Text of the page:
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Wednesday, February 25, 2009

What, You Mean the Academy Should Actually *Update* Their YouTube Channel?

The Academy of Motion Pictures really *gets* YouTube.

At least when it comes to promoting the annual Oscars telecast.

Not, however, when it comes to sharing content that might keep people talking about the Oscars in the days after the broadcast... and ensure that the Oscar brand remains pre-eminent among all the other awards shows.

The Academy now has its very own YouTube channel, but the most recent content on it is from the week before the Academy Awards, and the most prominent video clip is a 30-second ad encouraging you to watch the ABC broadcast.

Meanwhile, YouTube users continue to post their favorite moments from the show without permission, like the Hugh Jackman/Beyonce musical number and the Tina Fey/Steve Martin schtick.

Also: there's really no video at all on the official site, or a link to the YouTube channel. (You guys do know how to link to other sites on the Web, right?)

And they didn't event post this opening montage, which wasn't part of the telecast, but was shown to the attendees at the Kodak Theater. Instead, they leave that to Vanity Fair.

Am I crazy, or could the Academy have a better Web video strategy than just putting up archival material and promoting the telecast on YouTube?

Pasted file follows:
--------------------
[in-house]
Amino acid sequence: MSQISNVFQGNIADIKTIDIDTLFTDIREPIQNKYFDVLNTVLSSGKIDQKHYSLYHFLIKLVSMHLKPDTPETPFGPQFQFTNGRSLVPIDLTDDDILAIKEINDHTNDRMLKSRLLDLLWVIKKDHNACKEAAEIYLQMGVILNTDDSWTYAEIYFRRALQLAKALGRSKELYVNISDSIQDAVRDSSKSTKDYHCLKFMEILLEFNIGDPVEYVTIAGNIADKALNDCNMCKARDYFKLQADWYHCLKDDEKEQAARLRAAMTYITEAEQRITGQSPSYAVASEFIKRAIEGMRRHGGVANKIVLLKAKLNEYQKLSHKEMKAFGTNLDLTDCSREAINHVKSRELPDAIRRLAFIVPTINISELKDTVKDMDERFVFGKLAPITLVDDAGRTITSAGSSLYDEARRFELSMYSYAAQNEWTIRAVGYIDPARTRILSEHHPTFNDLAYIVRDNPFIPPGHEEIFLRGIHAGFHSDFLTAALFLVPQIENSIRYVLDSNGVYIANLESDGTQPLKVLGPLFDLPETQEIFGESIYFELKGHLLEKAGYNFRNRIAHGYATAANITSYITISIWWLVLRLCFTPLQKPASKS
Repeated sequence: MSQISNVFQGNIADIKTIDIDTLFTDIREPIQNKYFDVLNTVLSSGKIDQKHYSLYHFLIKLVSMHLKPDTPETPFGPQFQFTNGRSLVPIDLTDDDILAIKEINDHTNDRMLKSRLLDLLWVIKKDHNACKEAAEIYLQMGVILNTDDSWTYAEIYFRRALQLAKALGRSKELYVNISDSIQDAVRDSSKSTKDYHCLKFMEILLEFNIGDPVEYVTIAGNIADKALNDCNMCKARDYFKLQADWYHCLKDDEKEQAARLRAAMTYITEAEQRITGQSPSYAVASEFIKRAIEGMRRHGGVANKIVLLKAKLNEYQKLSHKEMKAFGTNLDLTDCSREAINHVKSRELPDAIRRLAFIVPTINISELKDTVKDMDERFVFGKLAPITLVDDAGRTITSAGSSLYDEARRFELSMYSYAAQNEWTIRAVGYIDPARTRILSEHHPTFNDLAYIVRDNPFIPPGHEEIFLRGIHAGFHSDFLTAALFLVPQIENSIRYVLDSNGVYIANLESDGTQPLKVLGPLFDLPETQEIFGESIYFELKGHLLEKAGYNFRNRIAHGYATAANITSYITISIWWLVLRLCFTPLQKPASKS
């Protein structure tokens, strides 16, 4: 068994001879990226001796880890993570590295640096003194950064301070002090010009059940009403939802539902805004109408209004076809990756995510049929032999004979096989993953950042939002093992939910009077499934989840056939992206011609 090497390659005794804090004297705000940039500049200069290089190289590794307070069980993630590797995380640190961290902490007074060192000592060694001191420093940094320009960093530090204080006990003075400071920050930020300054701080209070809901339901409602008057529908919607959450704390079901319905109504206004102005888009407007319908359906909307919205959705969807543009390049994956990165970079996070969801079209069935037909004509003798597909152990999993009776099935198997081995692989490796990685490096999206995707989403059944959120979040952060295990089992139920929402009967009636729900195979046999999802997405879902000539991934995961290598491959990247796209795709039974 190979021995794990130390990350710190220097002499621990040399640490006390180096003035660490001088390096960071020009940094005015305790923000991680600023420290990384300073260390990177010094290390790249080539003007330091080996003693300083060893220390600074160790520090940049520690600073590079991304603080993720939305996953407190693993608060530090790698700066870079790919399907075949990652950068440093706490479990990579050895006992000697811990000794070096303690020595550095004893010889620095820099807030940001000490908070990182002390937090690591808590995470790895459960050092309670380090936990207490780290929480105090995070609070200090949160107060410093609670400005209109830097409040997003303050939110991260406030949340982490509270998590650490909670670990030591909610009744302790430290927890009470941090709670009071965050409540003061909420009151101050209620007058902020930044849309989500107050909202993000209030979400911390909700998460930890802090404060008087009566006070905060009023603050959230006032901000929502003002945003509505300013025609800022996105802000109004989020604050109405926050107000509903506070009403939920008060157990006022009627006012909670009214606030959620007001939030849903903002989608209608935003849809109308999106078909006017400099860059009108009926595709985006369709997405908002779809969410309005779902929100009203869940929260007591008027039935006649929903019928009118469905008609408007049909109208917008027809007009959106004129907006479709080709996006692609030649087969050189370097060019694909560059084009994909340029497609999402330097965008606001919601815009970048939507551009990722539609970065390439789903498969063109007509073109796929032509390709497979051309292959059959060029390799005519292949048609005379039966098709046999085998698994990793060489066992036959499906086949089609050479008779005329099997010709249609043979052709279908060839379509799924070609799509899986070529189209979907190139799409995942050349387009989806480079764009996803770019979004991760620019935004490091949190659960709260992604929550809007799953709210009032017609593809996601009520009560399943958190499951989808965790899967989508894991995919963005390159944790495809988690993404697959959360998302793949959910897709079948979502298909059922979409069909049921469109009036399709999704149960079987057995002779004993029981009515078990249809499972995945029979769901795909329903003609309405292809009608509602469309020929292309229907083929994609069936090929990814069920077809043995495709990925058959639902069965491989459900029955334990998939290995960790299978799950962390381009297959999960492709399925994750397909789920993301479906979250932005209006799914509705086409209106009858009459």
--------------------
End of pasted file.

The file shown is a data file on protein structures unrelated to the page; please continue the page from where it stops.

One thought would be to pick 10 or 12 highlights from the show, and put them online in a way that encouraged people to blog about them, rate them, and comment on them. You might even conduct a poll, and put out a press release a few days later announcing the top three moments from the show, as judged by the Interweb community.

(I wrote a piece in Variety about the Academy's relationship to YouTube back in 2007.)

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  • I think Hollywood "creative" types feel that anything other than full-length feature films that are exhibited in theaters is beneath them.

    Hang out on Youtube? That would be like a sophisticated, snobby New Yorker being asked to go spend a few weeks living in huts with a pre-modern tribe in Papau New Guinea.

    By Blogger CharlieJ, at 9:25 PM  

  • The economic reality of organizations like AMPAS (nonprofit, limited budget, volunteer-oriented) is that they don't have the resources to even pay someone to even think about how to update YouTube either during or immediately following their biggest night.

    That, and probably the fact that ABC, not AMPAS, owns the rights to broadcast the Oscars. Even after the Oscars.

    (Just a guess.)

    By Blogger AVN, at 1:22 AM  

  • you would think they could class it up higher than youtube!  

    By Blogger what the crust, at 10:44 AM  

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